I am blessed to work for a fire department who has taken these steps. We have agreed that in our response area residential dwellings are occupied until proven otherwise by the fire department. So our education, training and drills reflect this. Our written SOP’s and Incident Action Plans reflect this. Our first alarm is built around finding someone in the dwelling, removing them, treating and transporting them and extinguishing the fire. Things were not always like this. I won’t go into detail on how we got here, because the journey is worth another time. With this in place our discussions are based around this fact and we now have the framework laid for every discussion, tactical application and “what if” that can be thrown out there.
As we conduct our succession planning and training we spend time with our battalion chiefs, acting battalion chiefs, company officers, acting company officers and firefighters going over the expectations, concepts and the operational links to expectations at single family dwelling fires. We have three modes, all written with tool and job assignments: Rescue, Offensive and Defensive.
Observations and Determinations
One topic that always delivers some great discussion, passionate arguments (yes arguing is actually good and can produce some great results so do not be afraid of it) and many questions is how do I, a first-due company officer actually make a risk assessment at a fire? These questions caused me to really think about it as I simply wanted to explain that it is a “gut feeling” decision that I make based on building construction, fire behavior and areas of opportunity. I was asked, “How do I know if someone can survive ‘in there’?”. I was asked to explain how I actually begin to assign ‘value’ to things under the stress and pressure of the developing fireground. It was then that I realized that I don’t. I don’t start with wondering if somebody could survive the inside of an environment that is not yet known to me. I have no experience as a fire victim. I do have experience, education and training as a firefighter and as a fire officer. So this is how I really begin to develop the situation and communicate it to the incoming first alarm.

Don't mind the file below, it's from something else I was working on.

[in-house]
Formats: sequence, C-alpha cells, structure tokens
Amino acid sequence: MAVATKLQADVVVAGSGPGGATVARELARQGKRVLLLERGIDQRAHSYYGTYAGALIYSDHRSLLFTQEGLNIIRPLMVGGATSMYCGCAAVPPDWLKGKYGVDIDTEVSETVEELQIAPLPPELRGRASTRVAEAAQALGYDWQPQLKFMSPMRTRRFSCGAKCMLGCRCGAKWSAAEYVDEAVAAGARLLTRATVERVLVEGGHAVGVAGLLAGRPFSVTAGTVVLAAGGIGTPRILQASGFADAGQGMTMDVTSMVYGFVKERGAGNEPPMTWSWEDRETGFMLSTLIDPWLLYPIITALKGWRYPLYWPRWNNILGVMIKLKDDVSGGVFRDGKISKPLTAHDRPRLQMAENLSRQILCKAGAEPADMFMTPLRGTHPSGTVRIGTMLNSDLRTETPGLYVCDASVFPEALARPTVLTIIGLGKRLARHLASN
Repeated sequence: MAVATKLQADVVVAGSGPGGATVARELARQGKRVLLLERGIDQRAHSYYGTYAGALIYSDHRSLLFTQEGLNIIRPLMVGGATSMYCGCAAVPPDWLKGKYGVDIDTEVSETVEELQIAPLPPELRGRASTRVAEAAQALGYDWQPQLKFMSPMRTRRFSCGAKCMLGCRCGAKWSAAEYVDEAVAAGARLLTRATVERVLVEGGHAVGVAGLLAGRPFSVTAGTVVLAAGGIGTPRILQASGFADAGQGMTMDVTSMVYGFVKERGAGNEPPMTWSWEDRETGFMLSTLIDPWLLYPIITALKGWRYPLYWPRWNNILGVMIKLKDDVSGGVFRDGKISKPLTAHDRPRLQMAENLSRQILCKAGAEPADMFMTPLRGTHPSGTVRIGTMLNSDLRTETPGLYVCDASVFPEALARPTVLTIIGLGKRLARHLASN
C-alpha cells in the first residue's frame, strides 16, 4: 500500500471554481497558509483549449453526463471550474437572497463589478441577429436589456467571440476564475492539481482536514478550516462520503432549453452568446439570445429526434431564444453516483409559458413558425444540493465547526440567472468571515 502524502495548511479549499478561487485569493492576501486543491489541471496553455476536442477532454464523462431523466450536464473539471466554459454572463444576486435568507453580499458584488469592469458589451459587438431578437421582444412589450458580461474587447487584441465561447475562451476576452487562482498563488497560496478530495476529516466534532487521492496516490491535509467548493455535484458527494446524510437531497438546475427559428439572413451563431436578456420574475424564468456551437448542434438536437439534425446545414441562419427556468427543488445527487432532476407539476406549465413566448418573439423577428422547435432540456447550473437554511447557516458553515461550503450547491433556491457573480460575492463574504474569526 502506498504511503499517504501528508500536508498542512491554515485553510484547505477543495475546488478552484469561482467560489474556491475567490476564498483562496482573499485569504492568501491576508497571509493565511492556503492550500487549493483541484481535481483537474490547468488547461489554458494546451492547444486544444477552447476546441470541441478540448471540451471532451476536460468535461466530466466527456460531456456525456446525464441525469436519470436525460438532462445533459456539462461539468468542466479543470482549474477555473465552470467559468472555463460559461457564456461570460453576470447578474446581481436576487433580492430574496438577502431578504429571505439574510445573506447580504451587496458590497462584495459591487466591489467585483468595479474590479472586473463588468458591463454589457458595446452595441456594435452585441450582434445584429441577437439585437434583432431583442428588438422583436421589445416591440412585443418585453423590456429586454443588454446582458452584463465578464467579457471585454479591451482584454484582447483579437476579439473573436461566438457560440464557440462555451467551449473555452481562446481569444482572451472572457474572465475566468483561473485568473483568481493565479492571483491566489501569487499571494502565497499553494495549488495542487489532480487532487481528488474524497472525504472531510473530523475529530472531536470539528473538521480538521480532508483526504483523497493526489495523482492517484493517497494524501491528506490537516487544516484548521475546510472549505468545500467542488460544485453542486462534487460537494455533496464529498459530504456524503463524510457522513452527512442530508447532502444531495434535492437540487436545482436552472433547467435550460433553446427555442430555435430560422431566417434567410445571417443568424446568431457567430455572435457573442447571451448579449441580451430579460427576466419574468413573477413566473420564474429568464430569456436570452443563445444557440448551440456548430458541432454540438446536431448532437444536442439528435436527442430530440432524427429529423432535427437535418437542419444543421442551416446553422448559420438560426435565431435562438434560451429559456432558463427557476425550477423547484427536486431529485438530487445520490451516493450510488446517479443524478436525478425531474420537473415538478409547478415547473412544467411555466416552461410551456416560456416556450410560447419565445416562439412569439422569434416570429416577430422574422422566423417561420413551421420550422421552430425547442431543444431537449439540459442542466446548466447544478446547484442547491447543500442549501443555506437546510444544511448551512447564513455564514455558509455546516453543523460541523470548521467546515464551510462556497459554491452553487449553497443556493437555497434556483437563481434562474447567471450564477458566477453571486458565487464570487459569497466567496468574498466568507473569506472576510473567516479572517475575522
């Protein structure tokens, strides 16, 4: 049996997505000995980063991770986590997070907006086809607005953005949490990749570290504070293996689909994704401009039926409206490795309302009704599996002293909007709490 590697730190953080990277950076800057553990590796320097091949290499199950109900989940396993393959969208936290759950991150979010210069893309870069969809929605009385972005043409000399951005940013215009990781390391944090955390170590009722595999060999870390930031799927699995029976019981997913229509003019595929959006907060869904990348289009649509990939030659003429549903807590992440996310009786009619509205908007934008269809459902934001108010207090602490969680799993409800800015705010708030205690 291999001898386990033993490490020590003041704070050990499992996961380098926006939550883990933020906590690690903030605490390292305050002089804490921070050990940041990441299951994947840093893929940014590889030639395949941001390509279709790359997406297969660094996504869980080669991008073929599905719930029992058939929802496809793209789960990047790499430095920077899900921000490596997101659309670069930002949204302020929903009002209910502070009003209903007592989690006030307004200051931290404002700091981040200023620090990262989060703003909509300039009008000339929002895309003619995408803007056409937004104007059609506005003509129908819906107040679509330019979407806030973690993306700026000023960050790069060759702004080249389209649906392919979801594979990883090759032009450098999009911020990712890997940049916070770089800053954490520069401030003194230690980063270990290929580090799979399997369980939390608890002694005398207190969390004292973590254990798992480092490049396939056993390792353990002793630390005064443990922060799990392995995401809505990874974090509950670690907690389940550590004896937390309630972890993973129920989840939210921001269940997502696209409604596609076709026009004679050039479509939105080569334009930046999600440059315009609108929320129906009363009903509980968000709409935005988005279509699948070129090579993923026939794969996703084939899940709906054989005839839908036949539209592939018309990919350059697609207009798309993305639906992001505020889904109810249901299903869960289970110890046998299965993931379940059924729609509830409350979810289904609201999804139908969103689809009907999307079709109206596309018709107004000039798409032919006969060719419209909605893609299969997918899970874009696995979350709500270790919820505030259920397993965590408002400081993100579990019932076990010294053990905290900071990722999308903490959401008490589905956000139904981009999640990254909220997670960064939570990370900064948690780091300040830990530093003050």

When I arrive to a hazardous situation, specifically a single family dwelling fire, I begin to observe and formulate thoughts. These thoughts revolve around my crew and our capabilities. For these are the only things that I had control over before I arrived here. You see we arrived ready. These thoughts are based on our own education, training, experience and capabilities. I observe the building and the conditions that are presenting. Is the location of the fire in a room with a door compartmentalized from the rest of the house? Is the location of the fire in a common area that is all connected and as soon as we open the front door the clock is running until the fire progresses? Is the fire below us? The 360 walk around helps to confirm this and it may not always be a full 360. It may be a look at the side I have not seen. In some conditions it also may not happen, acknowledging that I am increasing the risk of missing the fire below. I gauge the speed of the event against the men and women who have arrived on scene. Is it faster than we are and are we behind? Can we begin to control the event? I ask myself “can we be in there?” If we can- we go. We will be offensive as this indicates a series of expected actions to all incoming units. We will deploy in a fashion that we have prepared mentally and physically for. We will execute the basic things that will support a good outcome. We will “run the play”.